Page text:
Release Date – 12th November 2021, Cert – 15, Run-time – 1 hour 36 minutes, Director – Eva Husson
While her employers (Colin Firth, Olivia Colman) spend the day with, long-distant since World War One ended, friends to celebrate an engagement, maid Jane (Odessa Young) spends Mothering Sunday in an affair with future-groom Paul (Josh O’Connor).
There are two lines of period drama in which director Eva Husson’s Mothering Sunday travels along. One is the standard Silver Cinema kind where Colin Firth comments on how much of a lovely day it is, what with the weather being so nice and fortunate for the occasion, in most of the scenes he appears in. The other is the rise in steamy kind of period drama where lust and passion, the kind that you would never expect to see in something like Downton, emerges with an in-your-face force that would turn away what you would think of as the conventional Silver Cinema audience. While the film boasts Sandy Powell as costume designer it seems that there are plenty of sequences where she may not have had much of a difficult job as Odessa Young and Josh O’Connor casually parade around a lavish house in their birthday suits.
However, the occasion being celebrated isn’t either, or any, character’s birthday, nor even Mother’s Day. It’s in fact the engagement between O’Connor’s Paul and Emma D’Arcy’s Emma. A group of wealthy figures, once much closer before losing their children during World War One – Paul being the only one to have returned – meet to celebrate, however the day is much more emotional than expected. We see them grieve, undistracted by the fine weather, particularly a very brief selection of appearances from Olivia Colman. However, this theme is far from the main focus. There are a selection of ideas on display within the film, yet not all get a chance to come to the fore to be properly realised, on some occasions even by the audience. Instead they’re traded in for scenes focusing on the affair between Paul and maid Jane (Young), who has been given the day off by her employers the Nivens (Firth, Colman).
Largely the film acts as a fairly quiet and calm period piece, reflected in the relatively gentle nature in which the narrative passes. Going along smoothly without any real bumps in the road, both in terms of difficulty and emotional beats. You generally sit there and watch things pan out for the characters, interested at some points but without any real emotional connection to the film due to the fact that it doesn’t seem to go into much overall depth. We see jumps forward to an older Jane, struggling to write a book in her now happily married state with husband Ṣọpẹ Dìrísù. It builds up an image that there may be something dramatic and impactful arriving, although the jumps into the future themselves are still relatively calm. It perhaps makes the, perhaps, eventual dramatic point less impactful than perhaps expected, if anything continuing the pace and tone of much which has come before. Especially when such moments are delivered more as passed on news rather than being properly glimpsed, character emotion often seems to be less of a focus when compared to the design and luxury of many of the settings within the piece.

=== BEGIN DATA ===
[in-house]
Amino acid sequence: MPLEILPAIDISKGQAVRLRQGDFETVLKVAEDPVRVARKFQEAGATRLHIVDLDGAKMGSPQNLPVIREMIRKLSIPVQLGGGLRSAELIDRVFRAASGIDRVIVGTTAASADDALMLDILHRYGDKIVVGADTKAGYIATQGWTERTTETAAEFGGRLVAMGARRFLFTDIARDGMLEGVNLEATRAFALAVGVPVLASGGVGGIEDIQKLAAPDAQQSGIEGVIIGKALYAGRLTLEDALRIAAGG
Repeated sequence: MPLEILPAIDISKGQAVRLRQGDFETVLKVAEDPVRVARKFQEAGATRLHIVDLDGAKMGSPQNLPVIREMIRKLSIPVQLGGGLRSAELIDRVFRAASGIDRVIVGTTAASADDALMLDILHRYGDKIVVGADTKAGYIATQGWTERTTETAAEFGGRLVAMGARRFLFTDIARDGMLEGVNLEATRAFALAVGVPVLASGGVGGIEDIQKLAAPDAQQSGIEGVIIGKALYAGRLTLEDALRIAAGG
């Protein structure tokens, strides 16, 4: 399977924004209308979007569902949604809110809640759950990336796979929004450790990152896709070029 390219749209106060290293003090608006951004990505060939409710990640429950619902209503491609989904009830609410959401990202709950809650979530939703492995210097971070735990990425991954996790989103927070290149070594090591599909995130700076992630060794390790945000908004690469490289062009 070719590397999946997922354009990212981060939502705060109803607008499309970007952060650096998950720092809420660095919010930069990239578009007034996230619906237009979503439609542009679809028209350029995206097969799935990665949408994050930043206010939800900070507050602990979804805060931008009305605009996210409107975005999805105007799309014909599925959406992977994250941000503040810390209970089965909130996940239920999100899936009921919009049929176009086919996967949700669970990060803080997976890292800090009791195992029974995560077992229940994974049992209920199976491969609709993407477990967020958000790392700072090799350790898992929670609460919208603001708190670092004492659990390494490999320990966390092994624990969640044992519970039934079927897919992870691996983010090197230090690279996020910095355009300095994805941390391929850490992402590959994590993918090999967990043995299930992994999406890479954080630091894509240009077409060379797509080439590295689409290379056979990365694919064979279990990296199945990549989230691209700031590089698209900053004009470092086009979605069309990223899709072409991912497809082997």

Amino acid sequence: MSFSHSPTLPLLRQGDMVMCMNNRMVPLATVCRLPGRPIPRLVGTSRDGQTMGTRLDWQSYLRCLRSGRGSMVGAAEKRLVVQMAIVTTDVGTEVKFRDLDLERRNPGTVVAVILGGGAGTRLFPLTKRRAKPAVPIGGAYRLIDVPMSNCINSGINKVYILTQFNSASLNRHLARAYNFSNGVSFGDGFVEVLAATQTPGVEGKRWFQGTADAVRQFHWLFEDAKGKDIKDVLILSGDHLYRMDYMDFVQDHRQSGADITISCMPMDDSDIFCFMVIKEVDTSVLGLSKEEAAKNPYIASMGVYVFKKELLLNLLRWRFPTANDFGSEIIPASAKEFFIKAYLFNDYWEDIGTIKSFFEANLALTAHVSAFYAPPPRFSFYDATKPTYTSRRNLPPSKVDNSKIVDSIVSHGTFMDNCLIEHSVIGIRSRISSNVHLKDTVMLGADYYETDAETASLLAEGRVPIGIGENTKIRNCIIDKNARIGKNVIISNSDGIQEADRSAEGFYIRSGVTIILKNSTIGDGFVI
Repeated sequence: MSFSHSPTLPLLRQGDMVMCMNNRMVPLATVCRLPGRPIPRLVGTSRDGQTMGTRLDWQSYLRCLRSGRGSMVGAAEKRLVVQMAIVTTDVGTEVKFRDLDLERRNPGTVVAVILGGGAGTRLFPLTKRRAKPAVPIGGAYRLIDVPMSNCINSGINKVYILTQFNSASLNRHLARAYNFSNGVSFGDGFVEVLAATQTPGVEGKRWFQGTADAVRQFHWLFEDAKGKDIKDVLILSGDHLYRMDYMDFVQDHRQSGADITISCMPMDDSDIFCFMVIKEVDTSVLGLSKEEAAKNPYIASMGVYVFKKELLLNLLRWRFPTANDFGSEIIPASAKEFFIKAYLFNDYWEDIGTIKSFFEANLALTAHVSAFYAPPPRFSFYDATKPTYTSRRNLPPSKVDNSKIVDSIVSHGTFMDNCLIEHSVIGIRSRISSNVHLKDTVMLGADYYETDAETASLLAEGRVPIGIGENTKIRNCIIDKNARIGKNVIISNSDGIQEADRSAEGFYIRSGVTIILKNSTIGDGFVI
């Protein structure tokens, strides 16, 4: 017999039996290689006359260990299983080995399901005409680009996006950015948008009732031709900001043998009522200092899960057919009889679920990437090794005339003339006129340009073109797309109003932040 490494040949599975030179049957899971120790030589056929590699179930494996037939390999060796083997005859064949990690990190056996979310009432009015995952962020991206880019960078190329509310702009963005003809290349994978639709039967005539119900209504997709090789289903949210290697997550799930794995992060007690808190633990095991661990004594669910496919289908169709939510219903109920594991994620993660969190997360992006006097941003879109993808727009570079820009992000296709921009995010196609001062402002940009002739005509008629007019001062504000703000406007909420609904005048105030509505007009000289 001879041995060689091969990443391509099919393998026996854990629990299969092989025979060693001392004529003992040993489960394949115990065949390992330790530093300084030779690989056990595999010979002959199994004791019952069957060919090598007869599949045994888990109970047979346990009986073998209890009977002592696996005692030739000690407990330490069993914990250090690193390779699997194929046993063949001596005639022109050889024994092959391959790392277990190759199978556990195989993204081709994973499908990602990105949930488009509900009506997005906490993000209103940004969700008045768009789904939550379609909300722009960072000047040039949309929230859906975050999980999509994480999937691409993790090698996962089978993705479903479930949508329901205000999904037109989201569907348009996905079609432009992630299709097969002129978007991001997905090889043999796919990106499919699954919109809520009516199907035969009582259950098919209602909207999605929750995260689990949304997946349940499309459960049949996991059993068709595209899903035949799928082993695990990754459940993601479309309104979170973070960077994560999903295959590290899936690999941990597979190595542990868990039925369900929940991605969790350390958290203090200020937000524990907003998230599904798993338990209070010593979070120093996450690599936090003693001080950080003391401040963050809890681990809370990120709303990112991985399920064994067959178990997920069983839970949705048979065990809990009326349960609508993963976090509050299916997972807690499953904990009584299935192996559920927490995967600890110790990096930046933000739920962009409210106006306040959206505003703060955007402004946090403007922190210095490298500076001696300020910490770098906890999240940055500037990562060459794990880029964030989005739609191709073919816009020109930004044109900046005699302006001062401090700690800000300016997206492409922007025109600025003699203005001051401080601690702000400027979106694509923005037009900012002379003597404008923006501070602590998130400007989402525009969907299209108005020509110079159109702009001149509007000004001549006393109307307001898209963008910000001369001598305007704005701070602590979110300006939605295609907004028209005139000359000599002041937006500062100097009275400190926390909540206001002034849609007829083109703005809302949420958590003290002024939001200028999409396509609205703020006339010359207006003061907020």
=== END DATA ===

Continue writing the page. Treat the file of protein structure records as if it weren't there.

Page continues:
At one point I found myself making note of an excellent, rather satisfying, looking pie. It’s layers all neat, uniform and formally coordinated. It parallels the film itself. It feels organised and in order, but perhaps not always completely satisfying. It passes by without any major trouble or disturbance with a kind of standard British period drama feel to it – but perhaps with a fair bit more full-frontal nudity. It’s generally fine for what it is, but perhaps lacks the drama that it may want, thus limiting the impact. It dwells on the peaceful nature of the grand house in which Jane finds herself for much of the run-time, enjoying the lovely day that we’re so often reminded of. It is indeed a nice day, a calm one where there seems little to worry about and that could go wrong. A feeling which impacts the film as a whole and your view of it as things continue to travel along a calm path that never truly has an emotional impact, as if it’s become so relaxed and used to its state that, much like Paul and Jane when together, it doesn’t want to leave it.
For much of the run-time Mothering Sunday is a generally fine period piece for what it presents, however its uninterrupted gentle nature means it rarely delves into more dramatic reaches and lacks an emotional connection with the viewer.